Thursday, August 30, 2007

How Free Is Your Will?

For as long as I can remember I’ve thought about predestination. It was a part of the doctrine of my birth religion that I rejected. In fact I remember long discussions with countless Sunday school teachers as we students plotted to foil God’s plan for us and were always told, “He knows what you will ultimately choose.”

I found myself thinking about it again today as I wrote the following comment on someone’s Blog:

I love the idea of a path already set out for us. But then I run into the concept of predestination and I have big problems with it. As much as I would like to be relieved of the necessity of making at least some choices, I want to exercise my free will. We're never content, are we?

That first sentence made me realize that there are a few things in my life that I consider meant to be. These would include:

– Converting to Judaism, a religion that made infinitely more sense than my Protestant birth religion and didn’t require me to believe much of anything other than the fact that there is a God (and even that is debated by some Jews).
– My love of music, including both listening to and playing music.
– My problematic skin. Recurring skin cancer has caused me to live for the moment, not knowing what tomorrow will bring and to trust my doctors to help me identify problems.
– My life partner, with whom I have shared 31 years of marriage as of today and who is like another half of myself.

When I accept that there was some sort of “master plan” that was responsible for these four things that provide a framework for much of my life, I realize that I have now bought into a form of predestination. But the good news for me is the fact that while these things provide the “shell,” there are so many choices accompanying them.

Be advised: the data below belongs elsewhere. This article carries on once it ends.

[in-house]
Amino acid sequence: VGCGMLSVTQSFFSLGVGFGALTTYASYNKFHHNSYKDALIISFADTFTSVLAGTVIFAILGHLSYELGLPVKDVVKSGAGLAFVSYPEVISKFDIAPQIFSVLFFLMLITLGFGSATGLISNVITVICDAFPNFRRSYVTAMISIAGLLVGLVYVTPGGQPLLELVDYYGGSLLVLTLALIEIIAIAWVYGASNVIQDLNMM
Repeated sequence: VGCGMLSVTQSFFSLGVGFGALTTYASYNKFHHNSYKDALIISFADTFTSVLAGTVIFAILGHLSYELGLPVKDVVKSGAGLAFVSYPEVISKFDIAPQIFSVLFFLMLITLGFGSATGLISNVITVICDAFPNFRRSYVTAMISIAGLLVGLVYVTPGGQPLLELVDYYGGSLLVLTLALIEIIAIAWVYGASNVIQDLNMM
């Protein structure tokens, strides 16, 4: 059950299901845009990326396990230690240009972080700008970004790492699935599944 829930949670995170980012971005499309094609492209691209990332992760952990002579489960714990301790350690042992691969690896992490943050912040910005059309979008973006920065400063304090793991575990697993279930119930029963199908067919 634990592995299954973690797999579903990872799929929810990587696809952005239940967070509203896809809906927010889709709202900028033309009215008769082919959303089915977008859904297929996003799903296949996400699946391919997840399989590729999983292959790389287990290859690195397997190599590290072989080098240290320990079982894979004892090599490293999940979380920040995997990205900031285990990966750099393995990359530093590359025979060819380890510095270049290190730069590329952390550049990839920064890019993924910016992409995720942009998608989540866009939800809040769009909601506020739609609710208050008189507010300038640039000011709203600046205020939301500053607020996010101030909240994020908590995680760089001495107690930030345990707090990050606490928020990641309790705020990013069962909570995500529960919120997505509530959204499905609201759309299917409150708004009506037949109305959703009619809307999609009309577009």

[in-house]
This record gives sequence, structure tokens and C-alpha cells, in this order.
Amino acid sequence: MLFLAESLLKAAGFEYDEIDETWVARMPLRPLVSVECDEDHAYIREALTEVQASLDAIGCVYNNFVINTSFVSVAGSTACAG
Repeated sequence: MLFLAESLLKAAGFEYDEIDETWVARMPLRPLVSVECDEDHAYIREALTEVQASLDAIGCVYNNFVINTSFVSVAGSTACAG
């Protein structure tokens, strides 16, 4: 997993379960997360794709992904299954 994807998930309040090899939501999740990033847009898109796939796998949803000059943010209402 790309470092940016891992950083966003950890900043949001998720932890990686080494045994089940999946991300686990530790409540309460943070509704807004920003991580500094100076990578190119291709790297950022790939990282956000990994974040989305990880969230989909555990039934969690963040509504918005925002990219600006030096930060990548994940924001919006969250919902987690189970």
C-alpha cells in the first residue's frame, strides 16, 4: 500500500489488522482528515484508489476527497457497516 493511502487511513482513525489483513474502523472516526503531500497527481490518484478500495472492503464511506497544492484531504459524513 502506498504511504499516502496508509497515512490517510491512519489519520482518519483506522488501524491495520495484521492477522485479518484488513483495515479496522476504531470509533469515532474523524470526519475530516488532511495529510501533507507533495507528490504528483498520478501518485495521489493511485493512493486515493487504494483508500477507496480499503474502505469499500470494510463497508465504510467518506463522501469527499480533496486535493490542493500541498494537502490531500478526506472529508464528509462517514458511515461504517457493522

So free will is still very much a part of my life. I get to choose how I practice Judaism, what music I play and with whom, which doctors to see, and how to spend time with my life partner. This turns out to be an infinite number of choices that are all mine to make.

Ironically I am much more content with this hybrid mix of predestination and free will than I had thought. I rather like the idea of being handed a rough framework on which to hang my life. I like the idea of making choices that personify it.


Blogger Kristin said...

I've got my own hybrid. I figure the mistakes are mine. The wonder belongs to something other than myself and everything else falls somewhere in the middle.

3:19 PM  
Blogger Ulysses said...

I think you can have whatever type of free will you choose to have...

6:55 PM  
Blogger Pauline said...

Sometimes I almost envy people with strong religious beliefs but then I remember how free I feel when I don't subscribe to any of them and I lose the envy in the appreciation.

8:52 PM  
Blogger Carol said...

I don't believe your will is free.
We make choices based on our understanding, our feelings, our likes and dislikes. In other words, our will is not free from ourselves. Where did those things (our understanding, our feelings, oour likes & dislikes) come from?

If fresh meat and a tossed salad were placed before a hungry lion, he would certainly choose the meat. You may say the lion has the 'free will' to choose between the two, but really, his nature dictates the selection, as does ours, I believe.